Monday, November 28, 2011

Italian Pot Roast

Braised, slow-cooked meats always remind me of my grandmom. The wonderful aroma from all-day cooking, the rich flavors, and the meat that just melts when you eat it. When we ate this pot roast, my mom said it was like eating her mother's food.

I was inspired to make this recipe by a recipe I saw on the blog What's Cooking Chicago. I changed it from a crockpot recipe to a stovetop and oven recipe, and also used the cooking method from my Guinness Beef Stew Recipe. The original recipe did not call for searing the beef, but I really like searing any meats before any sort of slow cooking which is the main reason I made the changes I did. Below is my adaptation.

Note: I gave this post a one-pot tag; although 2 pots are used, it ultimately cooks for hours in just one pot, so by the time you eat the first pan is already washed and put away!


  • 6 slices of bacon
  • 2 carrots, chopped
  • 2 stalks of celery, chopped
  • Handful of white mushrooms, sliced
  • 2 large potatoes, chopped into large pieces
  • One 3-lb pot roast
  • Salt, pepper, Italian seasoning (I love McCormick's Perfect Pinch Italian Seasoning)
  • 2 tbsp olive oil
  • One 14.5 oz can crushed tomatoes
  • 1 large onion, chopped
  • 3-4 cloves garlic, minced
  • 1/2 c dry red wine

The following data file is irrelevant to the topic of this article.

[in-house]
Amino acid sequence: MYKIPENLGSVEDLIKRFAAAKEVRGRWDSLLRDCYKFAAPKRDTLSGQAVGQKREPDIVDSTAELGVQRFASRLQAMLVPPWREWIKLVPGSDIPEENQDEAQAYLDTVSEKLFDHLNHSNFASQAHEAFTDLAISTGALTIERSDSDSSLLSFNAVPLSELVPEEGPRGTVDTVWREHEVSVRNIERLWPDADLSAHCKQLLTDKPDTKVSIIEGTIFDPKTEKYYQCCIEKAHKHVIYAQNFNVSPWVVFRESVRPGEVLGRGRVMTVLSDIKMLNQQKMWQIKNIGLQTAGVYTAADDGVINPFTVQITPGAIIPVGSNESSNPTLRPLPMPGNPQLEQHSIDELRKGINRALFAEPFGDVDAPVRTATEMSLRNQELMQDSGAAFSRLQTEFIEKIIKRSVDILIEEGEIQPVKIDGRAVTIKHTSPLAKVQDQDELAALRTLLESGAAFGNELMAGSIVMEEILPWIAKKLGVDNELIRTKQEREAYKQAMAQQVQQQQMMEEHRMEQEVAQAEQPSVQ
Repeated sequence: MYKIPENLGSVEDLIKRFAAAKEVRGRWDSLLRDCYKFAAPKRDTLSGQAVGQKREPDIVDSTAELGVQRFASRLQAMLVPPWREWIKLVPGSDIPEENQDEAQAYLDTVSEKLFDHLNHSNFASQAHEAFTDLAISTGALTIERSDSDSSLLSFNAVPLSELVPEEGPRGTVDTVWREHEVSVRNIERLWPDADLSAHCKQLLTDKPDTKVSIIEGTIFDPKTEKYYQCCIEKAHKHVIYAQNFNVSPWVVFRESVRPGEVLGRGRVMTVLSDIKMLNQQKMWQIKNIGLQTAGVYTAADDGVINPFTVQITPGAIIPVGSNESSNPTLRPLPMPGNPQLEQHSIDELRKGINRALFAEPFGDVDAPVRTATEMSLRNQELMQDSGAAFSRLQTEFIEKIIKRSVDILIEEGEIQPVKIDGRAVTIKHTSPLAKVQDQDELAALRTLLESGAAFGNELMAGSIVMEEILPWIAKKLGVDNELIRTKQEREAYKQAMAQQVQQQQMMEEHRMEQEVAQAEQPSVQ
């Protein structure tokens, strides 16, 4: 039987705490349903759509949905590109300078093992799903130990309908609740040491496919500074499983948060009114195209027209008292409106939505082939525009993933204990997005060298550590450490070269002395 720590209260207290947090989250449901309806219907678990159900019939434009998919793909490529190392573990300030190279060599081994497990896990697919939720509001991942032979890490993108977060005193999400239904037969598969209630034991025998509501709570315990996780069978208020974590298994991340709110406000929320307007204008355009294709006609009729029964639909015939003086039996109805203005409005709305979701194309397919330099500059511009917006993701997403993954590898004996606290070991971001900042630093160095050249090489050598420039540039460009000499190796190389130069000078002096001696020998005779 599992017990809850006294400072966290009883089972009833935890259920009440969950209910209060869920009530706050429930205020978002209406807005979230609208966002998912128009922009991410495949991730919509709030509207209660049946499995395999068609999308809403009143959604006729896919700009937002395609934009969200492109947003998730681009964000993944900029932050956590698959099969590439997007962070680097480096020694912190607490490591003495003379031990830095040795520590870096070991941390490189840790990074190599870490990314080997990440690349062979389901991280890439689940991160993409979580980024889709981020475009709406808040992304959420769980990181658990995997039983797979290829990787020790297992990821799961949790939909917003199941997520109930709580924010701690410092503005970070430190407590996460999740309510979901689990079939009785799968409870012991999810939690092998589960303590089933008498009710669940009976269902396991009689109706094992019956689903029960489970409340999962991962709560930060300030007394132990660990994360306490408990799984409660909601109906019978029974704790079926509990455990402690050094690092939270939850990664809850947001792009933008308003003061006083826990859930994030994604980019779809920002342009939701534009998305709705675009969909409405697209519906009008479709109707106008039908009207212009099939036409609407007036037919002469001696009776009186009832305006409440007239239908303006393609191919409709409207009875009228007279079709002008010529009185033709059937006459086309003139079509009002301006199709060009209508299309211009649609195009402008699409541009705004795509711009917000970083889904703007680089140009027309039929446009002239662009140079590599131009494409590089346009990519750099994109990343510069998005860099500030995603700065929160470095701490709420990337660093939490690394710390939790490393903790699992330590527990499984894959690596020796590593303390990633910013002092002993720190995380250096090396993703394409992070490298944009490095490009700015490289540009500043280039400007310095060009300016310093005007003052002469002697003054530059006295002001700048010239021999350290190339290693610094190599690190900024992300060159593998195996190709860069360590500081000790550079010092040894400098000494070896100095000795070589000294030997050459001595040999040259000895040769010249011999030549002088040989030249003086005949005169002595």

• 1.5 c beef broth
  • 2 bay leaves
  • Equipment: Dutch oven and a large stainless saute pan
  • Put Dutch oven on stovetop over medium-high heat. Add bacon, cook until crispy. Remove bacon. Add carrots, celery, potatoes, mushrooms. Saute over medium heat for 10 minutes.
  • Heat olive oil in the stainless pan. Season the beef with salt, pepper, and Italian seasoning. Sear beef in pan until browned on all sides.
  • Transfer the beef to the Dutch oven, nestling it into the veggies. Add tomatoes and broth.
  • Back in the stainless pan, add 1 tbsp olive oil. Add garlic and onions, saute 4-5 minutes. Add red wine to deglaze the pan, scraping up all brown bits. Bring to a simmer for a few minutes, and then transfer wine/onion mixture to the Dutch oven.
  • Add bay leaf to the Dutch oven and bring to a simmer.
  • Meanwhile, preheat oven to 300 degrees.
  • Cover beef and transfer to the oven. I cooked it for a total of 5 hours - one hour on 300, two hours on 250, and two hours on 200. It was perfectly cooked and falling apart.
  • Remove beef from the Dutch oven and let rest. Transfer the veggies to another dish. Let the sauce simmer on low until ready to serve.